racism For Members

'Subtle, tacit racism': How welcome do foreigners feel in Norway?

Richard Orange
Richard Orange - [email protected]
'Subtle, tacit racism': How welcome do foreigners feel in Norway?
A woman holds a banner at an anti-racism protest. Photo by Arthur Edelmans on Unsplash

Norway is not particularly racist, according to the readers who replied to our survey, with less than one in six telling us they felt "very unwelcome" in the country. However, several reported occasional experiences of subtle racism.


More than two-thirds of respondents to the survey, which was self-selecting, did not see racism as a major problem in Norway, describing themselves as feeling "slightly welcome", "neutral", or "slightly unwelcome".

Only one in six respondents said they felt "very welcome" in the country, suggesting room for improvement.

"I have lived in London, Vienna and am now living in Oslo," said Sina Sayan, an engineer originally from Turkey. "It is sure that you cannot be a local in the sense that you can in London but you don't feel unwelcome as much as you do in Vienna. People are friendly and polite, even helpful in normal social circumstances."

Sayan also said that while racism was more open in Vienna than in Norway, it was easier there when it came to dating and making friends with locals.

George Boateng, a Ghanaian who has been living in Oslo for a decade, said that he did not feel that there was institutional or state-sanctioned racism in the country, although this did not mean that more subtle types of discrimination did not take place.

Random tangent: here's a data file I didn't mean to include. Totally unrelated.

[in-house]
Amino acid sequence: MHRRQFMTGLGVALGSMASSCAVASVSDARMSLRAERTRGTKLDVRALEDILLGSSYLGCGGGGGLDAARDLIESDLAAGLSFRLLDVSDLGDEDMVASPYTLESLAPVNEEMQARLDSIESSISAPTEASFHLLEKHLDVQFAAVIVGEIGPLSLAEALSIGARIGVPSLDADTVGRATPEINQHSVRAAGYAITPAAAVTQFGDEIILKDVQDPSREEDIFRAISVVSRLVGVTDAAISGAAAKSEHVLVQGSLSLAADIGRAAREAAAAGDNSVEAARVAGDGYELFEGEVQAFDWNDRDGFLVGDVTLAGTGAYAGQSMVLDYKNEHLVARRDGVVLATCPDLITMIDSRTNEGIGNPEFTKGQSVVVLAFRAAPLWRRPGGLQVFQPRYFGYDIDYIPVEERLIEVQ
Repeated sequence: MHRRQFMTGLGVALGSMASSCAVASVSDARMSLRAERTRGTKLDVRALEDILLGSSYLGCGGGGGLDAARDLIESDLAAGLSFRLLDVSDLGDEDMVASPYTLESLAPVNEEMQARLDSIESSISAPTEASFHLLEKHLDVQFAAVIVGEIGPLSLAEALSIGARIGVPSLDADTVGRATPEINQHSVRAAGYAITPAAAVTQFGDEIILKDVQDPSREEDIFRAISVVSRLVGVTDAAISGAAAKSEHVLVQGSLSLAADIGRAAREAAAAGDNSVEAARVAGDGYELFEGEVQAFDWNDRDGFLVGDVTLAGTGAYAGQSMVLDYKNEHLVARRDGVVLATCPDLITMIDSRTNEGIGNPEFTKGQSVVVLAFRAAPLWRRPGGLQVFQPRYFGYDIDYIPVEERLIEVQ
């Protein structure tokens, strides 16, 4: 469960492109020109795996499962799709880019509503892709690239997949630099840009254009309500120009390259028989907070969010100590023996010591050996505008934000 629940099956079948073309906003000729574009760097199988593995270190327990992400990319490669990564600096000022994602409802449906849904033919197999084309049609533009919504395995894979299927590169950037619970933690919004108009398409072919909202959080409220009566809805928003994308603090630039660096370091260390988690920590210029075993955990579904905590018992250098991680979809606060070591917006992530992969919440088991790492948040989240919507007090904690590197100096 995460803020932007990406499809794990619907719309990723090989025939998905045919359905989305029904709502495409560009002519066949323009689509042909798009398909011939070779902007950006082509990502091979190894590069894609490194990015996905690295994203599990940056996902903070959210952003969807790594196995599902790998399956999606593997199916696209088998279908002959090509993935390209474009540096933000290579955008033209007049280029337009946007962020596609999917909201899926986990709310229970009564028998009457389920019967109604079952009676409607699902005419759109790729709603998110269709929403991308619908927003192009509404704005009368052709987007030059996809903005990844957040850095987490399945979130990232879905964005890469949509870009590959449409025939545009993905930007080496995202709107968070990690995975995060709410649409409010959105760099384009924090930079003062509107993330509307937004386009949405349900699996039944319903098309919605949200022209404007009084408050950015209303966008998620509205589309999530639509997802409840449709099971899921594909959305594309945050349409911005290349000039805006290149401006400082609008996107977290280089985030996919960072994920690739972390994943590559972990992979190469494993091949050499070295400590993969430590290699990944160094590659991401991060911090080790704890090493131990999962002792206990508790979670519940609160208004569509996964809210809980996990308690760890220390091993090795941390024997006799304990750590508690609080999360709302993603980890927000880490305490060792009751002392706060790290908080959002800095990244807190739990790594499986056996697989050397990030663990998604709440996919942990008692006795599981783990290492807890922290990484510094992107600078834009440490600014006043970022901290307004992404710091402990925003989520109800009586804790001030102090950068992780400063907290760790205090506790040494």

"Norway doesn't appear to me to be racist, strictly speaking," he wrote. "The country doesn't have any direct law or state-sanctioned practices that qualify for the racist tag. If there are any such laws or practices, they have to be the direct opposite (anti-racist)."

He also said that the only direct racist abuse he had experienced had come from other foreigners.

Others agreed that overt racism was rare in their experience. "I have not encountered any kind of racism for 36 years in my stay in Norway," said Joseph, who is originally from Sri Lanka. 

READ ALSO: 'If we can't admit that racism is a problem in Norway, we'll never move past it'


Several respondents, however, said that they had experienced less overt forms of racism.

"I have had too many racist encounters, although all of them are minor, tacit racism," said one person from the UK who chose to remain anonymous. "For example, I walked by a kid who just had his bike stolen, and upon seeing me, the first thing he said to me was, 'did you steal my bike?'. It appears that, to that kid, a foreign face means a thief."

"I have had service people ignoring me or treating me more poorly than Norwegian customers," the person continued. "Their attitudes changed when I switched to English with a British accent."

Jacques Vosser, an engineer from South Africa, said he had suffered a succession of racist encounters, starting with the Bergen municipality's decision to place his children in an "integration school" he later came to believe was intended for the children of asylum seekers, something he believed would not have happened to someone coming to Norway on a work permit from another European country.